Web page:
A city project that officials say will better manage storm water, bring the city into compliance with the state, and eliminate street flooding during the rainy season around Roosevelt Park is striking out among people who live by and use the popular park in central Modesto.
City officials say the project includes removing about 10 trees and the walking path in about half of the park on its western side along Bronson Avenue to put in an underground basin that will hold the storm water, which eventually will seep into the aquifer and help replenish the groundwater.
Some are crying foul over the loss of the trees and what the city has proposed to put on top of the underground basin: two youth baseball fields.
The fields would have their backstops and diamonds at Bronson Avenue and Pearl Street, and Bronson and Orangeburg avenues. Modesto would plant trees elsewhere in the park to make up for those it removes. Officials said trees cannot be planted over the basin.
Helen Martin, 92, said she has lived a half block from the park for 53 years and uses it daily. Martin said she is upset because the ball fields would bring lots of cars and traffic and change the character of a very popular park.
“Many, many people use this park,” Martin said as she strolled along the walking path Friday with a friend. She said the park draws lots of families, people who come to walk their dogs, and is packed on Sundays. “I’m irate,” she said.
Martin added she does not believe the project is needed because she is not aware of the streets flooding, though someone else who lives near the park said some streets can flood during heavy downpours.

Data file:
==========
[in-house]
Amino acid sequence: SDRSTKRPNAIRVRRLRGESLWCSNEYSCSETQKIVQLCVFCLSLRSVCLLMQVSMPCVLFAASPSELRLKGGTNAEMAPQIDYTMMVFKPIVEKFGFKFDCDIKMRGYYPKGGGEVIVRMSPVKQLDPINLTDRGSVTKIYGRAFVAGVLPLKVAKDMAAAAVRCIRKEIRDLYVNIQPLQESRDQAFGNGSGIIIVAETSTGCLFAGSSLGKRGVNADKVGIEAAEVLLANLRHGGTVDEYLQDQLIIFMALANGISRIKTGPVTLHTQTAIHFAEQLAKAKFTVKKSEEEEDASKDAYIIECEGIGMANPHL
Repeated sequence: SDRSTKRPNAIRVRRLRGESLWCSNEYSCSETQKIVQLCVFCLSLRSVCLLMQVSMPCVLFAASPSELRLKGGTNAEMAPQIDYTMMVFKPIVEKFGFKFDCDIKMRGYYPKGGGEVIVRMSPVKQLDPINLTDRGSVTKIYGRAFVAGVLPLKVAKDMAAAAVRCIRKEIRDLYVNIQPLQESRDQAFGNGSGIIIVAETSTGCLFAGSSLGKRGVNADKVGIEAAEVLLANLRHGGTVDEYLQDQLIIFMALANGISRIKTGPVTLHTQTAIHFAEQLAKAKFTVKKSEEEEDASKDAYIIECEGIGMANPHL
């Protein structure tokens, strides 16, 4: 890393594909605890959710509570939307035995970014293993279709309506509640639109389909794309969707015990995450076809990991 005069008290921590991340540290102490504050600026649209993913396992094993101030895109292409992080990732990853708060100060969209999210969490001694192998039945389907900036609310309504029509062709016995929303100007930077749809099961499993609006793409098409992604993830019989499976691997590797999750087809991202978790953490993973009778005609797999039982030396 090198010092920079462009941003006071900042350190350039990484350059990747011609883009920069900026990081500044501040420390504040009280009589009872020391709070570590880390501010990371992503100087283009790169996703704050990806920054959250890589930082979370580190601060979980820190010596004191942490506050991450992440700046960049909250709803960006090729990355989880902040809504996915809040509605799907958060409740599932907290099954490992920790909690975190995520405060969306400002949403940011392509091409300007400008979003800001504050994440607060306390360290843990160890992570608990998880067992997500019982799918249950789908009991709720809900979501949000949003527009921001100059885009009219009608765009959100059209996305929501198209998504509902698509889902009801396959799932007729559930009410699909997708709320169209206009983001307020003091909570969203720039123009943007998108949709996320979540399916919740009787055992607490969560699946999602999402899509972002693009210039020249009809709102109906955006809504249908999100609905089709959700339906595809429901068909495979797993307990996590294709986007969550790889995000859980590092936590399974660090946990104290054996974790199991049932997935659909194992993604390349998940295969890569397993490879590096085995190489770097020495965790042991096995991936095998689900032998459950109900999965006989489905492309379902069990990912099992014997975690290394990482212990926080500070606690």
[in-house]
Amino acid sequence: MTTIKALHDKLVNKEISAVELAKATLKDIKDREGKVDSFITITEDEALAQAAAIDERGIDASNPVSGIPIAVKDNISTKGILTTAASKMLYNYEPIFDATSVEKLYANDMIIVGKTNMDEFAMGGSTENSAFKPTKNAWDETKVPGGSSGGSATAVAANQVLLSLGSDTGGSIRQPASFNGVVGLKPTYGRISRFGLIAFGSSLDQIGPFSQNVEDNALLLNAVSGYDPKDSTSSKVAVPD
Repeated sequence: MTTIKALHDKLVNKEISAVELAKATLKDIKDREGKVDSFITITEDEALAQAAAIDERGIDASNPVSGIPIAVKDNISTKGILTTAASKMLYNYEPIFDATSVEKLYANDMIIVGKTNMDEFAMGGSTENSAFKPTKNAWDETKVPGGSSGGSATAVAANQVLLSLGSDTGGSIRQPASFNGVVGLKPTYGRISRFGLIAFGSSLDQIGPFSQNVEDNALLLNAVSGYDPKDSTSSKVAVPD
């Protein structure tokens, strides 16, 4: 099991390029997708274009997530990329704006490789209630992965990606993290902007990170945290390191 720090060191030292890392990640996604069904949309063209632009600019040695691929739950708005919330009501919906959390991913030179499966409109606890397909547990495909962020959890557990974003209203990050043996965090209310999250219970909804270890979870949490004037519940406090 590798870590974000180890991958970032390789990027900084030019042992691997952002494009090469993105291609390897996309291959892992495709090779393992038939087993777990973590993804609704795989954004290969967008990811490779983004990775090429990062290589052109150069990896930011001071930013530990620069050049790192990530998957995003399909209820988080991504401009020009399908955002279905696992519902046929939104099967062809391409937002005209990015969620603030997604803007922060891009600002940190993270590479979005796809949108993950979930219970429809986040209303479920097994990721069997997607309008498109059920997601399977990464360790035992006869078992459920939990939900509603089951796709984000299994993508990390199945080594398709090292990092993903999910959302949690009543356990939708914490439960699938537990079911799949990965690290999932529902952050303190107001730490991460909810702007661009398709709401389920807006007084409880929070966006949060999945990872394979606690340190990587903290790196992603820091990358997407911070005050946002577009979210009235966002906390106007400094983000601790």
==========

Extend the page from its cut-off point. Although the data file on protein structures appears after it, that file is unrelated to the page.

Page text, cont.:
Acting Utilities Director Will Wong said Modesto is aware of and appreciates the concerns of those who live by and use the park. He said the project is a cost effective and efficient way to handle storm water.
He said the city has made no decision on how it will remake the part of the park that will be used for the project and will gather more input from the community in making that decision.
Modesto held a meeting Aug. 31 at Roosevelt Junior High School to solicit public input and is in the process of sending out a survey and notices for a second community meeting, which could be held in mid-October.
Modesto sent out about 800 notices to residences around the park for the first meeting, but Martin said she did not receive one.
City officials said about a half dozen people attended the meeting and most objected to the ball fields, saying they would draw traffic and trash. Officials said that is a typical turnout for these types of meetings.
Officials said a state grant will pay for the $5 million project. Work could start early next year and take about six months, but the start date is contingent upon the city coming up with a plan for the park that has community support.
The project includes other storm-water improvements, including catch basins that will collect the storm water and underground pipes, in which the water will flow into the underground basin.
The storm water now flows into the city’s sewer system through what are called cross connections, but Wong said the state wants Modesto to stop doing that. He said the project will do a better job of disposing of storm water than the cross connections.
City officials say the storm water will be filtered to remove solids, oil and grease before reaching the aquifer. “A big benefit is it is recharging local groundwater,” said associate engineer and project manager David Felix.
Modesto made the same kind of storm-water improvements at Garrison Park a couple of years ago at a cost of $3 million. A state grant paid for that work, too. The city also wants to do projects at Pike and Everett parks but needs to secure the funding.
Kevin Valine: 209-578-2316